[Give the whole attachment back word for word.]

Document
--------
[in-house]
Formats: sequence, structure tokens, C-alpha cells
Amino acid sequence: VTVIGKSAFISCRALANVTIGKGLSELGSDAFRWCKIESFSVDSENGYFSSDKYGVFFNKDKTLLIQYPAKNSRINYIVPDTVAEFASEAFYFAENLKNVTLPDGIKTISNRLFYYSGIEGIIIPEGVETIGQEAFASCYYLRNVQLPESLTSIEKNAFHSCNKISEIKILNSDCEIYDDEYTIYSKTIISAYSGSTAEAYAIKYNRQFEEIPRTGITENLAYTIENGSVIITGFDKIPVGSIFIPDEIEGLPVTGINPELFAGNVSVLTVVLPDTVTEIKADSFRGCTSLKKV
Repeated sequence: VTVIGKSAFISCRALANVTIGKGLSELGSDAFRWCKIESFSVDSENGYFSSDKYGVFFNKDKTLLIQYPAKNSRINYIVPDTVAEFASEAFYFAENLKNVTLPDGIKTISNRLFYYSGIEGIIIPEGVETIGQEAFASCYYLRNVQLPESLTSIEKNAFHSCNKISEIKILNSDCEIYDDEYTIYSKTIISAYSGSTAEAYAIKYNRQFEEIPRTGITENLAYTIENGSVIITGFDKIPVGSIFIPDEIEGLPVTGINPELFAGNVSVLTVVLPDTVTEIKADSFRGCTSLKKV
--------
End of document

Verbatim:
[in-house]
Formats: sequence, structure tokens, C-alpha cells
Amino acid sequence: VTVIGKSAFISCRALANVTIGKGLSELGSDAFRWCKIESFSVDSENGYFSSDKYGVFFNKDKTLLIQYPAKNSRINYIVPDTVAEFASEAFYFAENLKNVTLPDGIKTISNRLFYYSGIEGIIIPEGVETIGQEAFASCYYLRNVQLPESLTSIEKNAFHSCNKISEIKILNSDCEIYDDEYTIYSKTIISAYSGSTAEAYAIKYNRQFEEIPRTGITENLAYTIENGSVIITGFDKIPVGSIFIPDEIEGLPVTGINPELFAGNVSVLTVVLPDTVTEIKADSFRGCTSLKKV
Repeated sequence: VTVIGKSAFISCRALANVTIGKGLSELGSDAFRWCKIESFSVDSENGYFSSDKYGVFFNKDKTLLIQYPAKNSRINYIVPDTVAEFASEAFYFAENLKNVTLPDGIKTISNRLFYYSGIEGIIIPEGVETIGQEAFASCYYLRNVQLPESLTSIEKNAFHSCNKISEIKILNSDCEIYDDEYTIYSKTIISAYSGSTAEAYAIKYNRQFEEIPRTGITENLAYTIENGSVIITGFDKIPVGSIFIPDEIEGLPVTGINPELFAGNVSVLTVVLPDTVTEIKADSFRGCTSLKKV